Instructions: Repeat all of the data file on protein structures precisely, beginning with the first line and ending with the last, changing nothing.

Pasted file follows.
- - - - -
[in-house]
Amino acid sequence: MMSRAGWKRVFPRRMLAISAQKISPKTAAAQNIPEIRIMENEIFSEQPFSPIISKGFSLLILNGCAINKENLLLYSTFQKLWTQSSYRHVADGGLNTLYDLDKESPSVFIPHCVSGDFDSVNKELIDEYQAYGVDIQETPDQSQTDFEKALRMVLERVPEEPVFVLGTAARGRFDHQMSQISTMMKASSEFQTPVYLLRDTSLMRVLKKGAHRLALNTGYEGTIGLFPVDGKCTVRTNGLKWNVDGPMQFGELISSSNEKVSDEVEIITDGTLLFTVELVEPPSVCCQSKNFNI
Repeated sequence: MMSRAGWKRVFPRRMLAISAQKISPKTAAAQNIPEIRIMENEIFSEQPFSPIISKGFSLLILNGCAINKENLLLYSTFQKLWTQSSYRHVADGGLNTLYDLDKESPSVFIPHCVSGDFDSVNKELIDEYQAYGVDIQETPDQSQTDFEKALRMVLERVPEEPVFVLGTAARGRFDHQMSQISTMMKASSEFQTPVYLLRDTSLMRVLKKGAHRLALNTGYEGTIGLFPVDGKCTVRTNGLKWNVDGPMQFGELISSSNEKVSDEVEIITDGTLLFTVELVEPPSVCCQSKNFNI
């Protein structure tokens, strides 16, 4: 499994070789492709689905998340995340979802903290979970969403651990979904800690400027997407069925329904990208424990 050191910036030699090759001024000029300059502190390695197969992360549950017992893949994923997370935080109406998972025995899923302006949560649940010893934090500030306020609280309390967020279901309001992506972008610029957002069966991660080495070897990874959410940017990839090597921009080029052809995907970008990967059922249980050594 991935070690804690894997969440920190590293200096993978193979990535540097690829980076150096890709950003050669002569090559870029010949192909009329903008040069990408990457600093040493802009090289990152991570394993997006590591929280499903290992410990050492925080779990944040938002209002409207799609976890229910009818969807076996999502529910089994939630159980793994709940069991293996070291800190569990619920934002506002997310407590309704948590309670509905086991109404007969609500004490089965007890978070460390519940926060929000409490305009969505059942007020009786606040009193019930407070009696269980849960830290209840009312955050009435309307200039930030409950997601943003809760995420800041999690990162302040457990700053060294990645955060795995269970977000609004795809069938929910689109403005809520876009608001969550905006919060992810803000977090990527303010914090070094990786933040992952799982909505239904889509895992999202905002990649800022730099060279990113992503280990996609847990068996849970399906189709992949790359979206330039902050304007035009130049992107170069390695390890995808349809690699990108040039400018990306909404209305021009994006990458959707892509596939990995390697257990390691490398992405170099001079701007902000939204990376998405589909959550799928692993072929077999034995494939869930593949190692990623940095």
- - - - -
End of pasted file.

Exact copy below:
[in-house]
Amino acid sequence: MMSRAGWKRVFPRRMLAISAQKISPKTAAAQNIPEIRIMENEIFSEQPFSPIISKGFSLLILNGCAINKENLLLYSTFQKLWTQSSYRHVADGGLNTLYDLDKESPSVFIPHCVSGDFDSVNKELIDEYQAYGVDIQETPDQSQTDFEKALRMVLERVPEEPVFVLGTAARGRFDHQMSQISTMMKASSEFQTPVYLLRDTSLMRVLKKGAHRLALNTGYEGTIGLFPVDGKCTVRTNGLKWNVDGPMQFGELISSSNEKVSDEVEIITDGTLLFTVELVEPPSVCCQSKNFNI
Repeated sequence: MMSRAGWKRVFPRRMLAISAQKISPKTAAAQNIPEIRIMENEIFSEQPFSPIISKGFSLLILNGCAINKENLLLYSTFQKLWTQSSYRHVADGGLNTLYDLDKESPSVFIPHCVSGDFDSVNKELIDEYQAYGVDIQETPDQSQTDFEKALRMVLERVPEEPVFVLGTAARGRFDHQMSQISTMMKASSEFQTPVYLLRDTSLMRVLKKGAHRLALNTGYEGTIGLFPVDGKCTVRTNGLKWNVDGPMQFGELISSSNEKVSDEVEIITDGTLLFTVELVEPPSVCCQSKNFNI
């Protein structure tokens, strides 16, 4: 499994070789492709689905998340995340979802903290979970969403651990979904800690400027997407069925329904990208424990 050191910036030699090759001024000029300059502190390695197969992360549950017992893949994923997370935080109406998972025995899923302006949560649940010893934090500030306020609280309390967020279901309001992506972008610029957002069966991660080495070897990874959410940017990839090597921009080029052809995907970008990967059922249980050594 991935070690804690894997969440920190590293200096993978193979990535540097690829980076150096890709950003050669002569090559870029010949192909009329903008040069990408990457600093040493802009090289990152991570394993997006590591929280499903290992410990050492925080779990944040938002209002409207799609976890229910009818969807076996999502529910089994939630159980793994709940069991293996070291800190569990619920934002506002997310407590309704948590309670509905086991109404007969609500004490089965007890978070460390519940926060929000409490305009969505059942007020009786606040009193019930407070009696269980849960830290209840009312955050009435309307200039930030409950997601943003809760995420800041999690990162302040457990700053060294990645955060795995269970977000609004795809069938929910689109403005809520876009608001969550905006919060992810803000977090990527303010914090070094990786933040992952799982909505239904889509895992999202905002990649800022730099060279990113992503280990996609847990068996849970399906189709992949790359979206330039902050304007035009130049992107170069390695390890995808349809690699990108040039400018990306909404209305021009994006990458959707892509596939990995390697257990390691490398992405170099001079701007902000939204990376998405589909959550799928692993072929077999034995494939869930593949190692990623940095």